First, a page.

This week, NWT Premier Bob McLeod took cabinet ministers with him to Ottawa to lobby federal ministers on new priorities they believe will help combat climate change.
Who he forgot to invite? Regular MLAs.
This is the latest example of poor communication between cabinet and regular MLAs, says Frame Lake MLA Kevin O’Reilly.
O’Reilly told Moose FM MLAs were only informed of cabinet leaving for Ottawa in a letter last Wednesday, a few days before the trip. They were told they would be updated on the proceedings once cabinet returned.
“We were not engaged or involved in any way in identifying the priorities they were making pitches on,” O’Reilly said.
Priorities to be discussed include the expansion of Talston dam to southern power grids, building more all-weather roads, and the creation of renewable solutions for off-grid diesel communities.
But O’Reilly believes efforts should be focused closer to home.
“Connecting Talston to southern grids is a very expensive proposition,” said O’Reilly.
According to GNWT documents, the expansion project itself could cost anywhere from $700 million to $995 million.
“I’m not sure that we wouldn’t get a bigger bang for our climate change dollars by improving our energy efficiency in our housing throughout the Northwest Territories and improving our housing stock itself,” O’Reilly said.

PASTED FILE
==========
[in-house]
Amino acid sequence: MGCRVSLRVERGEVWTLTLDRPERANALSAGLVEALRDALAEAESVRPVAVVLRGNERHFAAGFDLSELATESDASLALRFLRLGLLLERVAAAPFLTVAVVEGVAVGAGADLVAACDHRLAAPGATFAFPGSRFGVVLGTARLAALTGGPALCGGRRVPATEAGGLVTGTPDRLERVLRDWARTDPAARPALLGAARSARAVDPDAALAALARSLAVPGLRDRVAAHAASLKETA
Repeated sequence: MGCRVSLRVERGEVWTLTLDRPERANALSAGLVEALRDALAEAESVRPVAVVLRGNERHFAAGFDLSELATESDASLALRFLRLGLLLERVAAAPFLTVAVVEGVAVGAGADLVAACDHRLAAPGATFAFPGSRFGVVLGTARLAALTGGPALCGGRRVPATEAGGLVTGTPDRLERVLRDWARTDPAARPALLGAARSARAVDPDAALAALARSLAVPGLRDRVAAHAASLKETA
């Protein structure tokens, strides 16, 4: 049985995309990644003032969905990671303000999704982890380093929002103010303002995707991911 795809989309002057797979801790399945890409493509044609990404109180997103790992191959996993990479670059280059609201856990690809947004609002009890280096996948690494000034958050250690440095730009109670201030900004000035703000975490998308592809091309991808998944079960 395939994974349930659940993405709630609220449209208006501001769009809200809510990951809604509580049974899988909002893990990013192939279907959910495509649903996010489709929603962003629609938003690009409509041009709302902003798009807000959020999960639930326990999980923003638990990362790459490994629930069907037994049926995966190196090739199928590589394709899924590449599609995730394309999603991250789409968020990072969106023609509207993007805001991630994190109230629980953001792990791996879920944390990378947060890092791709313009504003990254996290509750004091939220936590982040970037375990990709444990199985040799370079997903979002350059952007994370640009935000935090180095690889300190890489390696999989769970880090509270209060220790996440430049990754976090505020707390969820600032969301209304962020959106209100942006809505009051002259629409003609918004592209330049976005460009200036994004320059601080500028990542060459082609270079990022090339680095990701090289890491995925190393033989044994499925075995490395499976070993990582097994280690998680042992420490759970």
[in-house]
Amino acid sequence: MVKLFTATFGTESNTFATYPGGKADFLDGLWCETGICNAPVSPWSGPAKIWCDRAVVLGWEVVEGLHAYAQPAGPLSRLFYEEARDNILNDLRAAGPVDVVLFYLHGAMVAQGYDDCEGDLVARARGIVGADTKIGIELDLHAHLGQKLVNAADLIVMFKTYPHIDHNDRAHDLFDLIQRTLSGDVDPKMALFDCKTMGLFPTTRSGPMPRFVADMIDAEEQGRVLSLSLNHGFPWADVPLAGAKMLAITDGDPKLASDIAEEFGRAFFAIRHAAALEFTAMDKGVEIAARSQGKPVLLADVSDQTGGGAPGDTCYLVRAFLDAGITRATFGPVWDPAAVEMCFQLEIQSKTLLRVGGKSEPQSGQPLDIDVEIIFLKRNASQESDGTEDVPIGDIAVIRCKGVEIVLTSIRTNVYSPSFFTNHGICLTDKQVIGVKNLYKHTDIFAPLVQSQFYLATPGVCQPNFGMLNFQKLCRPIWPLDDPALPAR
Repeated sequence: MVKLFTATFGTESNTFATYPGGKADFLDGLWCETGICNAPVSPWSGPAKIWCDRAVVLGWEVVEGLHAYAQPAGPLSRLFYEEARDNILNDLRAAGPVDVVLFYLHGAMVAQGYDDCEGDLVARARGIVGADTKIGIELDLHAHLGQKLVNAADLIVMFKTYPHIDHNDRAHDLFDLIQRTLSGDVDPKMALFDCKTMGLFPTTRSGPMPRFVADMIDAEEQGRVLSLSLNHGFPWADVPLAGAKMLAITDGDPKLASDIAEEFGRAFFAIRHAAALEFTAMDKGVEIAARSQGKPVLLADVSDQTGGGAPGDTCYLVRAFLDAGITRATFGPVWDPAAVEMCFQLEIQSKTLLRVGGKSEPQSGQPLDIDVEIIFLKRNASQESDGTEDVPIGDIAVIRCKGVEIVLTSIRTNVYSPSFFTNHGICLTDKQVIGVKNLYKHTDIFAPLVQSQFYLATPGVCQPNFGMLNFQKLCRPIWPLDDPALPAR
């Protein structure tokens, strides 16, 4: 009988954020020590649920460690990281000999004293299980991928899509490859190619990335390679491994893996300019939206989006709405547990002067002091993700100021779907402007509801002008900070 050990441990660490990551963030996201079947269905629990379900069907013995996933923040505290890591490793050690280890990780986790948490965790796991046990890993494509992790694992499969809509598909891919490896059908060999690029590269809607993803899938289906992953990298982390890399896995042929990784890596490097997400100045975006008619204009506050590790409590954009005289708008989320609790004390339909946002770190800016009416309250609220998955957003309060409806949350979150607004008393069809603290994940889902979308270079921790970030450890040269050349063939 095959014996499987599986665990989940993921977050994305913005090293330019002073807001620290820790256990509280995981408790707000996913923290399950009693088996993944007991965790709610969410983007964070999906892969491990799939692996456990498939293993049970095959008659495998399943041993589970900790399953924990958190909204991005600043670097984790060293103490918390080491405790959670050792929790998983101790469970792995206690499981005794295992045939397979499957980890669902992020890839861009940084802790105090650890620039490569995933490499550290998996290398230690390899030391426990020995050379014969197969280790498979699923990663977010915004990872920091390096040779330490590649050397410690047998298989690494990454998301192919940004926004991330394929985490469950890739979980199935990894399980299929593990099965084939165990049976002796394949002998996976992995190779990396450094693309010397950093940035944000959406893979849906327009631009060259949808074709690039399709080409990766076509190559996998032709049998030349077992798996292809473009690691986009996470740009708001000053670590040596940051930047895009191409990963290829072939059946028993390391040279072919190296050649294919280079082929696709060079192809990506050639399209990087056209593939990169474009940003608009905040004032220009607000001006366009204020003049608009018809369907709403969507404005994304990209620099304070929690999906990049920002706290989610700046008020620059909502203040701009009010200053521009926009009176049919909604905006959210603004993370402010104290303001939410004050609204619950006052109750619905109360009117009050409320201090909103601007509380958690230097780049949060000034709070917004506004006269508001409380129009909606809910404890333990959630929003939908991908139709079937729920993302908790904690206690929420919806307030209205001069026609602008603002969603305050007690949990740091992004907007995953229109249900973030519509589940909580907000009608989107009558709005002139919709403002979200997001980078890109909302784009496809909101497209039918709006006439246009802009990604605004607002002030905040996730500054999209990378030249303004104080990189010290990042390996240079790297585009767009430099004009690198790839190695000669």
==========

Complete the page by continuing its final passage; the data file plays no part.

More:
“That would actually create jobs in small communities and large communities rather than focus efforts on a building frenzy for a couple of years.”
The same, he says, can be said for all-weather roads.
“I don’t understand why our premier and cabinet continue to push all-weather roads as our model of economic development here.”
Ottawa only hearing one side
Kam Lake MLA Kieron Testart agrees.
For the amount of money in spending at stake, he says there’s too big a difference of opinion between cabinet ministers and MLAs on the issue to have their voices ignored.
“Right now, the prime minister’s government is basically locking in government spending for the next 10 years,” Testart said.
“So it’s very important that we have representation there so that Ottawa really understands what the North needs to move forward.
“Right now, cabinet ministers and regular members have a very big difference of opinion on what we need to do to grow, and to not have us there, they’re only receiving one side of the issue, a side that many of us do not support.
“Until we’re brought into this it’s a little frustrating because those differences of opinion become the priorities that Ottawa understands, then we’re going to be fighting a lot of battles that I think are unnecessary.”
‘We can do better and we need to do better’
While Testart agrees that not all MLAs should have accompanied the party to Ottawa, he believes they should at least have been consulted.
“I do think that it was unfortunate, well more than unfortunate it was perhaps not the best politics that we could have in the North, and I think that we need to do better,” he said.
“We can do better and we need to do better.”